When my son Donte Newsome was murdered on July 5, 2008, it felt like everything I had was taken away from me. Then a company called First Marblehead Corporation showed me how wrong I was.
Donte received two private student loans in college. Before my husband Bruce cosigned his loans, we asked the lender to explain the loan's terms. But they never told us that in the event of my son's death we would be forced to take on his debt. Regular student loans backed by the federal government don't treat families this way, and I didn't know that many private students lenders don't offer the same terms.
Shortly after Donte died, that's when the collection calls started. It was like a punch in the gut -- we didn't know what hit us. All of a sudden we not only had to deal with the police and attorneys investigating his murder, but we also had to deal with collectors constantly calling and reminding us of our son's death in the worst way.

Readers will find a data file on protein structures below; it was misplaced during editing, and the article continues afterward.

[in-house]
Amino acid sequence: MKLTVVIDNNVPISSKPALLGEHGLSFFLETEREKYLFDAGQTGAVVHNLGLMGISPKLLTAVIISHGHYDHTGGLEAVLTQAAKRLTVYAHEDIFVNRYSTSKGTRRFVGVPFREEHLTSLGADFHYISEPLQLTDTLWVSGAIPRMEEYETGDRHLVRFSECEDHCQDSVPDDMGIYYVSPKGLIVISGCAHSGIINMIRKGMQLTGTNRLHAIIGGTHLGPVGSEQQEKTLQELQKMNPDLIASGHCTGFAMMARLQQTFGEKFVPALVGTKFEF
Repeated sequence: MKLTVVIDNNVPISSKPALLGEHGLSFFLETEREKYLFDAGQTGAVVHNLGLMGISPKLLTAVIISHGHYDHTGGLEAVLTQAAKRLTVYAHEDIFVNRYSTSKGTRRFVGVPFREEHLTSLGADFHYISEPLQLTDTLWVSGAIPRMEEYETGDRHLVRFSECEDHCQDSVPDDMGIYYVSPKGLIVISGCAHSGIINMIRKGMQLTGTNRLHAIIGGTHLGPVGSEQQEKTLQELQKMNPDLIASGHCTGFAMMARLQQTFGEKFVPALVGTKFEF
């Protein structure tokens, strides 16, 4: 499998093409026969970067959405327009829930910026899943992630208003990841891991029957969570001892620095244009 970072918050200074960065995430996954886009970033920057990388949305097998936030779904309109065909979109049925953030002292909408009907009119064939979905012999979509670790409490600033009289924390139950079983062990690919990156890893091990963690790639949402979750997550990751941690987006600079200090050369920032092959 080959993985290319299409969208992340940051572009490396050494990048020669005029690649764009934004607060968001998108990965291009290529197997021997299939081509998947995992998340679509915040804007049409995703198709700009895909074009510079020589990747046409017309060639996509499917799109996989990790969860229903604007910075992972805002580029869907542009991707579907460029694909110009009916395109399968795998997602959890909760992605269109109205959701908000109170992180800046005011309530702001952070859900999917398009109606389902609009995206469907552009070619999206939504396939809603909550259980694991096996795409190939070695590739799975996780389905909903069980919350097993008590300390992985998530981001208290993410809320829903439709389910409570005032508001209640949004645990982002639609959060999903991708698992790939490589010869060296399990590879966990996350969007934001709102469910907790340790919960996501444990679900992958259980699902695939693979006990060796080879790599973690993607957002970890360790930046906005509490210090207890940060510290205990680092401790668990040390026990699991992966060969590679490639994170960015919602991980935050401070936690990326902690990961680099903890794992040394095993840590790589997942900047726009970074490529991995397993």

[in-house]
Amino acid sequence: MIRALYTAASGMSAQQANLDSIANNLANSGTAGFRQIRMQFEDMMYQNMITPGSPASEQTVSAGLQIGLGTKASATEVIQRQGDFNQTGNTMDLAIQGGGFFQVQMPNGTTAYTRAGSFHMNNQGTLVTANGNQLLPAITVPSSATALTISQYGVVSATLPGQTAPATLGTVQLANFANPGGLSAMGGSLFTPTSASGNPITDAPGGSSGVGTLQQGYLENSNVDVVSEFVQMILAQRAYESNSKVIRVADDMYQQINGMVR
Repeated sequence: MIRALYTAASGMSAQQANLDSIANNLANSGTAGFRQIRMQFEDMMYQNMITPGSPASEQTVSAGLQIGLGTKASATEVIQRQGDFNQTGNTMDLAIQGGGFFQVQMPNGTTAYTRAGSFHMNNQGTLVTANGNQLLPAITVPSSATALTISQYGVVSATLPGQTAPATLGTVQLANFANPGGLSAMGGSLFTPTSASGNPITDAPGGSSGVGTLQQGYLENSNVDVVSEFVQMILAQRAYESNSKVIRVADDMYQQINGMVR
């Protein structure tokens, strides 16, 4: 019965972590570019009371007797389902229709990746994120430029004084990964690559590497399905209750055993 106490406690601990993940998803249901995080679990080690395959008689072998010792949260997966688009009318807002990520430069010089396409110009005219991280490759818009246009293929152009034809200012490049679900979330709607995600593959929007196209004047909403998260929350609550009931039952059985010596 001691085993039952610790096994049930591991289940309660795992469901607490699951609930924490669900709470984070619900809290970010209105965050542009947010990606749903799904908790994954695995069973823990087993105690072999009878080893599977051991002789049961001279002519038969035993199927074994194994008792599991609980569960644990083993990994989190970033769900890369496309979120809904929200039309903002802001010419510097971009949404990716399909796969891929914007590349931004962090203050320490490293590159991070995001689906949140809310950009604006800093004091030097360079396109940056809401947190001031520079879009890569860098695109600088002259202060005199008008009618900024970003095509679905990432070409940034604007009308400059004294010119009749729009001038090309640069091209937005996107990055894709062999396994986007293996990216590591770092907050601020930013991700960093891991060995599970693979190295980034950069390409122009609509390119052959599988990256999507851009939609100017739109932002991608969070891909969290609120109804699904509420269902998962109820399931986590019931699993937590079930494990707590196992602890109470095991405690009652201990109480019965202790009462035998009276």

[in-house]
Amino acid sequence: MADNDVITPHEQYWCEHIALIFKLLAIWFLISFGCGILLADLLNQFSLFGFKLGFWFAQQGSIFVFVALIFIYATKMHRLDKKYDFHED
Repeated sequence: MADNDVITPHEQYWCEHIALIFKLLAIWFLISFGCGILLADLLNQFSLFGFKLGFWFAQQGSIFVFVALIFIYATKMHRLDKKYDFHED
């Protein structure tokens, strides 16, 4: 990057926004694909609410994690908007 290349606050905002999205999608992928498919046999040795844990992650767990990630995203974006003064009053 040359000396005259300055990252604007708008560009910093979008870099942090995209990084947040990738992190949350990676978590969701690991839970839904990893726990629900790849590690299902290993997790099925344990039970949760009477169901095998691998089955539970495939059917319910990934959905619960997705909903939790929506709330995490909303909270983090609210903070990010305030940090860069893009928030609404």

These loans have become a financial hardship for my family, and our lives have been changed forever. We have pleaded with American Education Services, the servicer for First Marblehead, to forgive the loans. But First Marblehead has refused to forgive Donte's student debt. The student loan debt, which is now showing on Bruce's credit report, can seriously affect his job and career.
This issue doesn't just impact me -- it affects countless families who lose a son or a daughter too soon. This is why I'm calling on First Marblehead Corporation to forgive my son's debt, and to adopt a policy of debt forgiveness when a loan's primary borrower dies. Thank you for your support.
In doing so, you would bring your policy in line with a growing number of private student lenders, such as Wells Fargo, Sallie Mae, and Key Bank.
I urge you to immediately do the right thing for Donte Newsome's family, and every other family that meets such terrible tragedy.